The initial section to this collection “WATER,    WATER!...” opens with the subtle line, “It all began as a whisper among/ The leaves.” The poem titled “The Lake Came to My House” is just the beginning of several difficult poems in this section that recount the disastrous damage that the water inflicted upon the city of New Orleans. The poem ends with the same subtle tone that belies the vast trauma embedded within the lines: “The day the Lake came down my street/ And took my house away.” Osundare easily moves from narrative lyrics to stark lines that have imagistic overtones and then to more formally rhymed and metered lines. His penchant for song is evident in poems like “Katrina Anthem” which begins “Ka ka Katrina” and then continues out in quatrains composed of rhymed couplets beating out a rhythm as tense and pitched as the misery and distress that forms the subject:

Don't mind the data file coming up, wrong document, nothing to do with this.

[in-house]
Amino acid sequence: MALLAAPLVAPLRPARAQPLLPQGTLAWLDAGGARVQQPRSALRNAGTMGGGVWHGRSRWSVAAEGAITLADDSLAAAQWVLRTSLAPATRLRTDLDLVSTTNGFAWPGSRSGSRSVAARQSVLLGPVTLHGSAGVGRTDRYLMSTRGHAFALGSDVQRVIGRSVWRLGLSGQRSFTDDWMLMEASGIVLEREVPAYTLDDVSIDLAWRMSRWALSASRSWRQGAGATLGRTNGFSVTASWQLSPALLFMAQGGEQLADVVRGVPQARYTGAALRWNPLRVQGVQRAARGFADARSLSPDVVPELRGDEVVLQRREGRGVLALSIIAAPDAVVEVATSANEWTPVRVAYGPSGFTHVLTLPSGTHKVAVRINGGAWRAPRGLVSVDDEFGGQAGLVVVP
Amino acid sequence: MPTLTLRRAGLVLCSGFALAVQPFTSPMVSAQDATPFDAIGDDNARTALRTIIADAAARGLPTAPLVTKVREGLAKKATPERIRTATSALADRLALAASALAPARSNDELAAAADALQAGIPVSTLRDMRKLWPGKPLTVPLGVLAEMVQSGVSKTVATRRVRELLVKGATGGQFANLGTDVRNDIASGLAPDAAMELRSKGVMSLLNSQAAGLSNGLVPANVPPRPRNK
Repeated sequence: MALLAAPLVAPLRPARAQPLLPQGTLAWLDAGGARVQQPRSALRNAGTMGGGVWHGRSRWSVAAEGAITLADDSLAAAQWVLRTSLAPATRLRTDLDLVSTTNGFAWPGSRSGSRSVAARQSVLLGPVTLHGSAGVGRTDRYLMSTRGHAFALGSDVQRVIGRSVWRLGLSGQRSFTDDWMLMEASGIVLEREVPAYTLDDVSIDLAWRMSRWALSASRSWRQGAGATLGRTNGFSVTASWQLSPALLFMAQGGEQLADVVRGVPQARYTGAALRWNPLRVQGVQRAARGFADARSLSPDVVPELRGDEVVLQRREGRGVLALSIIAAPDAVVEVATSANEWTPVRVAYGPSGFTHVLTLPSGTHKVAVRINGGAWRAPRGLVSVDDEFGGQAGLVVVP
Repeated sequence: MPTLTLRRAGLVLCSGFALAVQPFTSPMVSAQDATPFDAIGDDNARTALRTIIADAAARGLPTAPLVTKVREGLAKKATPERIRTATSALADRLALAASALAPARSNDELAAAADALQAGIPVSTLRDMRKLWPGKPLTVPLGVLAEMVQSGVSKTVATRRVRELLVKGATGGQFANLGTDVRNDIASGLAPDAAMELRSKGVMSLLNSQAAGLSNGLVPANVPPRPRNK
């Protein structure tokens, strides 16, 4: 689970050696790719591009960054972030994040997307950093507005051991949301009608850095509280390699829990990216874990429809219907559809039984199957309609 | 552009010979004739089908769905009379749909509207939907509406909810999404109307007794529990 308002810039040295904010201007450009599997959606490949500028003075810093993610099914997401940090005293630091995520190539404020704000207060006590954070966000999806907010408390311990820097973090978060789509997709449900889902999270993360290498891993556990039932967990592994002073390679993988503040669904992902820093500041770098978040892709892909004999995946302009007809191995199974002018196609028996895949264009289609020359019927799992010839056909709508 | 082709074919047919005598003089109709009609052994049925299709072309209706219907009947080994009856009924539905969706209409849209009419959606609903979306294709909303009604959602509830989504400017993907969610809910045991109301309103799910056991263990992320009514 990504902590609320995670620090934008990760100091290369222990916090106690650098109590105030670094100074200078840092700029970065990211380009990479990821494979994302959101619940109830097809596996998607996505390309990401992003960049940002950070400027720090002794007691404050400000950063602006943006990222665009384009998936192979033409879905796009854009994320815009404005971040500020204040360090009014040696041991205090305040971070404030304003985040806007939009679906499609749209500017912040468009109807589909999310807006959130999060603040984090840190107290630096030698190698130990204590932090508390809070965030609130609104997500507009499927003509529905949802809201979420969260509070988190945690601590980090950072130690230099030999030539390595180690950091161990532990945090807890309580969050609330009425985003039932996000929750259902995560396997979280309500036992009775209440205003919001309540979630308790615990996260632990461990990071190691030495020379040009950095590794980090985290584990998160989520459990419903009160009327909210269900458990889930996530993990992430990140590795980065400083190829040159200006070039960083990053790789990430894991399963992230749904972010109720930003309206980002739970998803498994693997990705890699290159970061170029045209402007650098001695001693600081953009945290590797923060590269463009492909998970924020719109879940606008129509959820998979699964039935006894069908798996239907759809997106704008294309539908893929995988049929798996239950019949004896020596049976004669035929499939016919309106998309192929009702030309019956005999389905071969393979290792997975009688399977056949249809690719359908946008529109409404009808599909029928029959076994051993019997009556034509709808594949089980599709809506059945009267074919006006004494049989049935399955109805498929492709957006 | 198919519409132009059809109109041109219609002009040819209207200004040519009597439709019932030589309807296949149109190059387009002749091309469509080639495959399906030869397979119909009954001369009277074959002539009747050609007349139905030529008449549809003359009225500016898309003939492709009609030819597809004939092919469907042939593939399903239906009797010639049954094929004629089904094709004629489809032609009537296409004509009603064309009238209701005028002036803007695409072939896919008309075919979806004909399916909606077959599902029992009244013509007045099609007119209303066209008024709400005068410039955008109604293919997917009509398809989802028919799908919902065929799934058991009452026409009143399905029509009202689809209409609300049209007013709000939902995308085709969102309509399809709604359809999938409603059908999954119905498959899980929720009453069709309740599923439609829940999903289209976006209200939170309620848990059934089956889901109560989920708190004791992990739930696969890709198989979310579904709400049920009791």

Blood on your hands, skulls in your fridge
                        You swamp the river and swallow the bridge
                        In your crowded kitchen a foul fleshfeast
                        Fit for the monster and the hellish beast

In stark contrast to this melodic, albeit dark poem, is the poem that is the title piece for the book, “City Without People.” Here Osundare delivers a straight punch, no rhyme or song, but instead the bleak report from the voice of the witness: “The trees are dead/ The birds are gone/The grass is scorched” and later, the questions: “Tell me/ What do you call a house/ Without walls?” One of the powerful aspects of this book is Osundare’s ability to return again and again in various forms and tones to this subject. In one poem where the reader finds despair; there will be another that sings of rebirth. It’s an inconstancy that perfectly reflects the chaotic nature of responding and surviving a catastrophe. In the midst of resilience, the author finds himself angry and distraught and then in the next moment, “the sexy serenade of the sax-o-phone” rises breathing new hope into the lines.